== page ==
Carlyle's use of the type of the brazen serpent for satiric commentary upon a contemporary political question again demonstrates his complex manipulation of the interpretive tradition. For example, his initial parodic echo of John 3:14 not only reminds the reader of the usual reading of the brazen serpent but also underlines for him that Englishmen saw Hudson as a messiah. Carlyle's interpretation of this statue that was never constructed is appropriately marked by irony, and he begins setting forth his conceit by making clear that this Son of Man was in fact never lifted up. Thereupon in what seems to be a parody of typological exegesis, he suggests one explanation on the literal or historical level why Hudson's statue should have been erected. Since it represents what the nation really worships, and not what it pretends to worship, such a statue to the incamation of Mammon would have been fitting. Considered in relation to the episode in the Book of Numbers, however, such a statue also "might have done us good. Thither too, in a sense, poor poison-stricken mortals might have looked, and found some healing!" In other words, having before themselves such a Hudson's statue, Carlyle's contemporaries could look on the serpent which had plagued them and find their cure.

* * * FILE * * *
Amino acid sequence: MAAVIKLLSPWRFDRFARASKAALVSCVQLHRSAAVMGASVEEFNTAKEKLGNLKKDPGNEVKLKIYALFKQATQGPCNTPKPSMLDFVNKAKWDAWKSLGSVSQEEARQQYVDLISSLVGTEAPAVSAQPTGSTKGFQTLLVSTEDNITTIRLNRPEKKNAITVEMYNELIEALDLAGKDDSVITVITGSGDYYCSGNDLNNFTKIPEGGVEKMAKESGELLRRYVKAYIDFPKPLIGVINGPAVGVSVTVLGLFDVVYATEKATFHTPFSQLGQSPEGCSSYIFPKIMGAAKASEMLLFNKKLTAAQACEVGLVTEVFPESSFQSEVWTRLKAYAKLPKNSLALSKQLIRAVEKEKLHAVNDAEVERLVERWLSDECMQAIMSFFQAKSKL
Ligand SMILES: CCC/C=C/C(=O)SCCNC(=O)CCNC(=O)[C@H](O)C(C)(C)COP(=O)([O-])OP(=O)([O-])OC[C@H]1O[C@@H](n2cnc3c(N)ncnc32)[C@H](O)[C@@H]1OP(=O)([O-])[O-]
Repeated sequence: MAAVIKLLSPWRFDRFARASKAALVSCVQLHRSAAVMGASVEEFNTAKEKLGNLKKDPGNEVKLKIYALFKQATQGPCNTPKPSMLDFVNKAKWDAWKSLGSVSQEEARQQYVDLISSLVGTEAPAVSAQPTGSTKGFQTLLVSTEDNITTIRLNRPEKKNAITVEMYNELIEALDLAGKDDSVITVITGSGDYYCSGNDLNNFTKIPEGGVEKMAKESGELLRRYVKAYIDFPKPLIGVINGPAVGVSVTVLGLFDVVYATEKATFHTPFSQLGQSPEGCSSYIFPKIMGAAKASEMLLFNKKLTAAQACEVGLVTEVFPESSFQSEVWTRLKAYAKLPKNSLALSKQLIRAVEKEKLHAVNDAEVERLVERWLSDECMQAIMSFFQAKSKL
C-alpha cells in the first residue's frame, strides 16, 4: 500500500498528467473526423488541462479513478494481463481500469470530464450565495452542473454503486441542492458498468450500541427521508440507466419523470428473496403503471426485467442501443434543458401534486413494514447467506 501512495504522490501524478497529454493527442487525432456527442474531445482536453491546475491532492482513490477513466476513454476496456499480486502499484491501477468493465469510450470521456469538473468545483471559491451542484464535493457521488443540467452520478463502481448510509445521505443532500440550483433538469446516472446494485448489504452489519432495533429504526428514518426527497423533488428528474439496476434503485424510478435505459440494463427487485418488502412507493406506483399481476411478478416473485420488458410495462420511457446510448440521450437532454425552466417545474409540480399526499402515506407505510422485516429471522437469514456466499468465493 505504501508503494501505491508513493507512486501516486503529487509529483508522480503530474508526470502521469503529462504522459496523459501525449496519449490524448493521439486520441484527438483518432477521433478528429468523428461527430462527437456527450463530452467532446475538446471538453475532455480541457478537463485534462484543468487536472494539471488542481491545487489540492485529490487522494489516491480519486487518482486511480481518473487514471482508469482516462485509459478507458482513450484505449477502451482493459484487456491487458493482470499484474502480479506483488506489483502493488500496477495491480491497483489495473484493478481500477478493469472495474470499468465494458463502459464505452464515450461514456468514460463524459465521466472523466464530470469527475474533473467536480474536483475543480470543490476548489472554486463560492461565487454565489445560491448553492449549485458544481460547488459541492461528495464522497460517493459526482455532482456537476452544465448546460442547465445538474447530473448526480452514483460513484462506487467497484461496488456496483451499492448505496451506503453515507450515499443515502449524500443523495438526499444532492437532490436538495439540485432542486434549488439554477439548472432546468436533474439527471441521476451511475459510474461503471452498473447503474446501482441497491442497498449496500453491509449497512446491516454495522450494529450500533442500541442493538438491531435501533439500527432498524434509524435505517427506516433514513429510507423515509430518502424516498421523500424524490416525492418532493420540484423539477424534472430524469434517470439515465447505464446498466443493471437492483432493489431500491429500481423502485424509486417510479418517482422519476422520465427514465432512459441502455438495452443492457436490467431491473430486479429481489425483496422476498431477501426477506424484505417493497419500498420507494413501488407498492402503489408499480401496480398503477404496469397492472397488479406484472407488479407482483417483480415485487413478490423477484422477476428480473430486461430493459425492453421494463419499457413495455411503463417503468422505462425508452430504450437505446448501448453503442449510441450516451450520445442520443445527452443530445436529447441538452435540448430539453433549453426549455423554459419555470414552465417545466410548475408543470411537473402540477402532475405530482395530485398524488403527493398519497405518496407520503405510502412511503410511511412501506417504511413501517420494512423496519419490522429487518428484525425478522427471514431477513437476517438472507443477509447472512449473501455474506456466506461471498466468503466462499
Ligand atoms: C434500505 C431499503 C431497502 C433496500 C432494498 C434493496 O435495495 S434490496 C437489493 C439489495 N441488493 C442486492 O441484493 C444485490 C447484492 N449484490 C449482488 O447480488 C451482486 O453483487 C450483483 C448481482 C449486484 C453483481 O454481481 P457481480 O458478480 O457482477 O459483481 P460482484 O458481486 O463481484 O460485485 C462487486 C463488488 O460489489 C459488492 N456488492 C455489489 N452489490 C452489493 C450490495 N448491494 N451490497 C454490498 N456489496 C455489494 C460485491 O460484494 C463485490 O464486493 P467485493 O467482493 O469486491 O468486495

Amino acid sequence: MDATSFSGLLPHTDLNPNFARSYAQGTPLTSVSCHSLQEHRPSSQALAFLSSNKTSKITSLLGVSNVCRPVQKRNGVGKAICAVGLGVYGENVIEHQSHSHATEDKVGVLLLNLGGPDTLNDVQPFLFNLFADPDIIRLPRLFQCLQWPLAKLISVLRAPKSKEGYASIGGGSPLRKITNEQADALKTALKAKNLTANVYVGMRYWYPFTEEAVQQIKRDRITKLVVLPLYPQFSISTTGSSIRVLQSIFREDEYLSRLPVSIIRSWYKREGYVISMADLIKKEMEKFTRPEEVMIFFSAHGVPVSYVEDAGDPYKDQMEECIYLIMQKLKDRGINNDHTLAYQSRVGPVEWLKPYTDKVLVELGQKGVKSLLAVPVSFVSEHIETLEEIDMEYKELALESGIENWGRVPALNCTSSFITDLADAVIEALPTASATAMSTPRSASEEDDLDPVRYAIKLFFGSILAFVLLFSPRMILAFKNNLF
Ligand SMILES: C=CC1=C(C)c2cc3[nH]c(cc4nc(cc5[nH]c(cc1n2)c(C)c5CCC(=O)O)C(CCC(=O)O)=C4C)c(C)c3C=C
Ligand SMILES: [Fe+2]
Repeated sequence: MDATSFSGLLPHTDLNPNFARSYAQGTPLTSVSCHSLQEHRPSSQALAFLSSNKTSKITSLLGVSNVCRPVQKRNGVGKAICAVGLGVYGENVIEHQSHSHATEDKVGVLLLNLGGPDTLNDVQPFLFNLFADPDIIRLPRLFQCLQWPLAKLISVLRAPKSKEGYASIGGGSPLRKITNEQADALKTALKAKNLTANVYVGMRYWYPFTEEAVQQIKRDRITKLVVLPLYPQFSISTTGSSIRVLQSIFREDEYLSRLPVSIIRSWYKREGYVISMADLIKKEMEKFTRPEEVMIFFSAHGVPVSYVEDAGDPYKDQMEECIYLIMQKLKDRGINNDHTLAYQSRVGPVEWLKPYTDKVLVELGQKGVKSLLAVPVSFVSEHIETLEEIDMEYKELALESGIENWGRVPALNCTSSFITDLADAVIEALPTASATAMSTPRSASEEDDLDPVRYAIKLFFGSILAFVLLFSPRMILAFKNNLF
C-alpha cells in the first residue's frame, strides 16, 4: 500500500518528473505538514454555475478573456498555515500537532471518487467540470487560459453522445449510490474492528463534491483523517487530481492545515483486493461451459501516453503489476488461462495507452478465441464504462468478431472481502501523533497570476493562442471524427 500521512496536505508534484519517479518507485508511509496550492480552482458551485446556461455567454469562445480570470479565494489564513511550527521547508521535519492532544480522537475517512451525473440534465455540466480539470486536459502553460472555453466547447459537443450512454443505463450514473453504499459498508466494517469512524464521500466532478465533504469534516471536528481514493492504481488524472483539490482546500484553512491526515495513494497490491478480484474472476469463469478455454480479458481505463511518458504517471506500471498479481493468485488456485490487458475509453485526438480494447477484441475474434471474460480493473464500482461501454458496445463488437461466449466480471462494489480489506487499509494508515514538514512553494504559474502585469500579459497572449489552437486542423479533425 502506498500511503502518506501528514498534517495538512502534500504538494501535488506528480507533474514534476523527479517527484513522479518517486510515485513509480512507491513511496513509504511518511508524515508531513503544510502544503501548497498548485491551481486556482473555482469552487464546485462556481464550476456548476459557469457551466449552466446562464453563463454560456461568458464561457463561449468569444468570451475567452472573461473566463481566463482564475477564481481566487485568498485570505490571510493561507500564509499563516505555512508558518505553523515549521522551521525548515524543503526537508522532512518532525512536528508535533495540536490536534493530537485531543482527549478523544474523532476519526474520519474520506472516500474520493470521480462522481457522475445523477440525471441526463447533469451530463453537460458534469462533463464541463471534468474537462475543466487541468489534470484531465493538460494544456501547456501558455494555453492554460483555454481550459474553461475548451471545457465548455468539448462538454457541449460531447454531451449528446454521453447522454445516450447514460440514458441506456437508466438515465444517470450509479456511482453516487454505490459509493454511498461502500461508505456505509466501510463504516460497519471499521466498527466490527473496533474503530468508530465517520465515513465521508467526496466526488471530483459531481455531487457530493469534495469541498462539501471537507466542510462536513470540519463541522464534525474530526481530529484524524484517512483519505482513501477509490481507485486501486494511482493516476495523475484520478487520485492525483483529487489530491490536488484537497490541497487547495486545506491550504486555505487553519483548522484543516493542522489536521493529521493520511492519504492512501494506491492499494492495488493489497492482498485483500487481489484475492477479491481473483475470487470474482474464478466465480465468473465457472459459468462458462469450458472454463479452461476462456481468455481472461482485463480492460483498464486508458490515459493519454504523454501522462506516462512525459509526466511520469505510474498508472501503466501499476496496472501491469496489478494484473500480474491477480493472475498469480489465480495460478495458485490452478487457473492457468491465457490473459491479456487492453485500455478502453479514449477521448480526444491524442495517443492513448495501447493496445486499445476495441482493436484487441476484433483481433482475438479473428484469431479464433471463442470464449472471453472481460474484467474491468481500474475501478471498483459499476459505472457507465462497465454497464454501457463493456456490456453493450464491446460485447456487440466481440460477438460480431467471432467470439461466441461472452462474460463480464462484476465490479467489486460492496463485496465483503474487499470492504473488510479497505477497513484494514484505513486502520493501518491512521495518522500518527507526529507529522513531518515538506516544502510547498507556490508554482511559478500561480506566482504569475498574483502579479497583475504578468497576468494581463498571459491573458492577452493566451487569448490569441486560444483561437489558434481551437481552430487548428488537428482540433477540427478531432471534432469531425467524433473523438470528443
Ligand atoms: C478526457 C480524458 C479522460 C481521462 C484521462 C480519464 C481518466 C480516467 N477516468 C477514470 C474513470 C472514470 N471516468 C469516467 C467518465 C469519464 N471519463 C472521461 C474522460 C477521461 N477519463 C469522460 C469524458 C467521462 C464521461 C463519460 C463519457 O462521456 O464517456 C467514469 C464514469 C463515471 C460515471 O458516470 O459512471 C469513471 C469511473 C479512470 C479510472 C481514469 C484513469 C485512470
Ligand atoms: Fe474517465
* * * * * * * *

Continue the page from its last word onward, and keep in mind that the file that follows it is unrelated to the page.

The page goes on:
Of course, Carlyle is constructing a satiric emblem, not an orthodox typological reading, and important elements turn out to be inverted. One looks upon Hudson's statue as a brazen serpent, if one would be saved, not with faith but with necessary disbelief. The statue then becomes an emblem of saving skepticism and not saving faith. It instructs us, nevertheless, about two matters necessary for our "salvation." First, we learn to recognize the idolatrous nature of modern worship, and in so doing we also learn that we have fallen away from the true God. According to Carlyle, his is one of those epochs in which men "keep a set of gods or fetishes, reckoned respectable, to which they mumble prayers, asking themselves and others triumphantly, "Are not these respectable gods?" and all the while their real worship . . . concentrates itself on quite other gods and fetishes, — on Hudsons and scripts, for instance." This miserable epoch, which is "in a manner lost beyond redemption," has added to its "brutish forgettings of the true God . . . an immense Hypocrisy' (20.278), and perhaps such a putative Hudson's statue would state things so clearly that men would realize what they were worshipping.